Love in the time of Ebola: CDC urges condom use after a case of sexual transmission
In a report released Friday, Centers for Disease Control and Prevention (CDC) said “contact with semen from male survivors should be avoided” at all cost until researchers can figure out how long Ebola can survive in semen.
“Based on information gathered in this investigation, CDC now recommends that contact with semen from male Ebola survivors be avoided until more information regarding the duration and infectiousness of viral shedding in body fluids is known,” the report urged.
“If male survivors have sex (oral, vaginal, or anal), a condom should be used correctly and consistently every time.”
Sex & Ebola: now appears virus can linger in semen >4 months. Unfortunate case = hard ?s for public health message. http://t.co/b3HJykAJYv
— Caleb Hellerman (@calebhell) May 1, 2015
A woman in Liberia’s capital Monrovia, age 44, developed symptoms confirmed to be due to an Ebola infection in mid-March, a full month after the last confirmed patient in Liberia was successfully isolated, the CDC reported.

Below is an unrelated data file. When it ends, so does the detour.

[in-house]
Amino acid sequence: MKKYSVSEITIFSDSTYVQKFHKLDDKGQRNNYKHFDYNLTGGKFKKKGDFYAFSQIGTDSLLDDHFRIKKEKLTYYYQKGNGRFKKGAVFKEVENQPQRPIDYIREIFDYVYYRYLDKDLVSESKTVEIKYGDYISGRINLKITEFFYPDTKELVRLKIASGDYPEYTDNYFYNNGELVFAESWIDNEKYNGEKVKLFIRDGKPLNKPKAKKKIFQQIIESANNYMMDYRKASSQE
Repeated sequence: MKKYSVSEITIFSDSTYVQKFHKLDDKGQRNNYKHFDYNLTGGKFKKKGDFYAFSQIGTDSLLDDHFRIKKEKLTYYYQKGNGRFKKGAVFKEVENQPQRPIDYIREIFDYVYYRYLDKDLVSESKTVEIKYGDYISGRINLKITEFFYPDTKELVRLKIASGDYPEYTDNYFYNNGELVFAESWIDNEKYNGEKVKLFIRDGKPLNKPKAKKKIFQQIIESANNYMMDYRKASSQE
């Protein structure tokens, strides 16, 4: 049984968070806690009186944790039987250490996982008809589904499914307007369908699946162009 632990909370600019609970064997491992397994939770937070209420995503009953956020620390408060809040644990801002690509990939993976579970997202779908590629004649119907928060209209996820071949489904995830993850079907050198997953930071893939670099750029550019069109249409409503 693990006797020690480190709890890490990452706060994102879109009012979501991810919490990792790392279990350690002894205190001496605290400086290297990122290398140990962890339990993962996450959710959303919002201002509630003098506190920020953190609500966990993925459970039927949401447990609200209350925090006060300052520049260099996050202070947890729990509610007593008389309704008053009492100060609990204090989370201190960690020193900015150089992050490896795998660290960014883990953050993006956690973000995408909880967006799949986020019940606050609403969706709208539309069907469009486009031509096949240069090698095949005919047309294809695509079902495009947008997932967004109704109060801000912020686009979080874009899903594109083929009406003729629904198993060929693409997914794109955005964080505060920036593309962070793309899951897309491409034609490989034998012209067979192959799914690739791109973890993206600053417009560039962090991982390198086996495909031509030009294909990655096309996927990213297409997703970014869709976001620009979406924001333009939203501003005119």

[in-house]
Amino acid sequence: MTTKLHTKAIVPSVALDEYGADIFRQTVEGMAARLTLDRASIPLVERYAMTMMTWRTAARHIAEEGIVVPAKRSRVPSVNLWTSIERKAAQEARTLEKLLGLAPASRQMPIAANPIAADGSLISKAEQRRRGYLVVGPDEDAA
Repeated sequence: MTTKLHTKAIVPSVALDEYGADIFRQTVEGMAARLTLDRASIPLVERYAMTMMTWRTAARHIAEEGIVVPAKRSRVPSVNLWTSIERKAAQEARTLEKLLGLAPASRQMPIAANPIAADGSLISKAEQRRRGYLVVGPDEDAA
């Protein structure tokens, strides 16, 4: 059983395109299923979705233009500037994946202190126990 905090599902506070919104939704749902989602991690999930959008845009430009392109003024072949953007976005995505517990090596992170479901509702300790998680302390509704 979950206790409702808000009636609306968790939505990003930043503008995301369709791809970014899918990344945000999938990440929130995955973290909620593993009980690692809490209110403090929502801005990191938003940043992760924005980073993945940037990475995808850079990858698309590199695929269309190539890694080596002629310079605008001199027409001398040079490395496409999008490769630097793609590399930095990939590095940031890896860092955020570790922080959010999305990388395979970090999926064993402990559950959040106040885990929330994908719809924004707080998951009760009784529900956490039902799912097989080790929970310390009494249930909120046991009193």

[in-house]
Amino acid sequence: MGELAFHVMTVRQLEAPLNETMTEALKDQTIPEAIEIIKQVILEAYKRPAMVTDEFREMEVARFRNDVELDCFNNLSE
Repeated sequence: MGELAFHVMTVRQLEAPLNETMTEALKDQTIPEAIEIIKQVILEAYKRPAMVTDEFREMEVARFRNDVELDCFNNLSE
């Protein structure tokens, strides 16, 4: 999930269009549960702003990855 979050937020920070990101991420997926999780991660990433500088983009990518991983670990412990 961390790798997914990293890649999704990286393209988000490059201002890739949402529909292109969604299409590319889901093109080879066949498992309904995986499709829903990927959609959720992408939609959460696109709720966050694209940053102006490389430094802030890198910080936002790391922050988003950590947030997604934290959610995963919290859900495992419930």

The case had the doctors stumped because the woman had not traveled or interacted with visitors from other Ebola-affected countries such as Sierra Leone or Guinea. Nor had she attended any funerals for Ebola victims, or come into contact with anyone in Liberia with symptoms consistent with Ebola.
She did, however, “report unprotected vaginal intercourse” with a 46-year old man from another community in Monrovia, who survived the infection last year. CDC said the man had been discharged from the hospital on October 7, 2014, and “reported no subsequent illness or symptoms.”
Previous research has documented the presence of Ebola virus in the semen as long as 82 days, and viral RNA for up to 101 days, after symptom onset. In this particular case, the woman appears to have been infected through sexual contact with the survivor almost 200 days after his likely Ebola onset.
“The investigation identified only one epidemiologic link to Ebola: unprotected vaginal intercourse with a survivor,” the report said.
CDC said that research is underway to see how long the virus can remain viable in body fluids of survivors, and establish the likelihood of sexual transmission. Until more is known, they urge condom use, followed by safe disposal and disinfection, every time.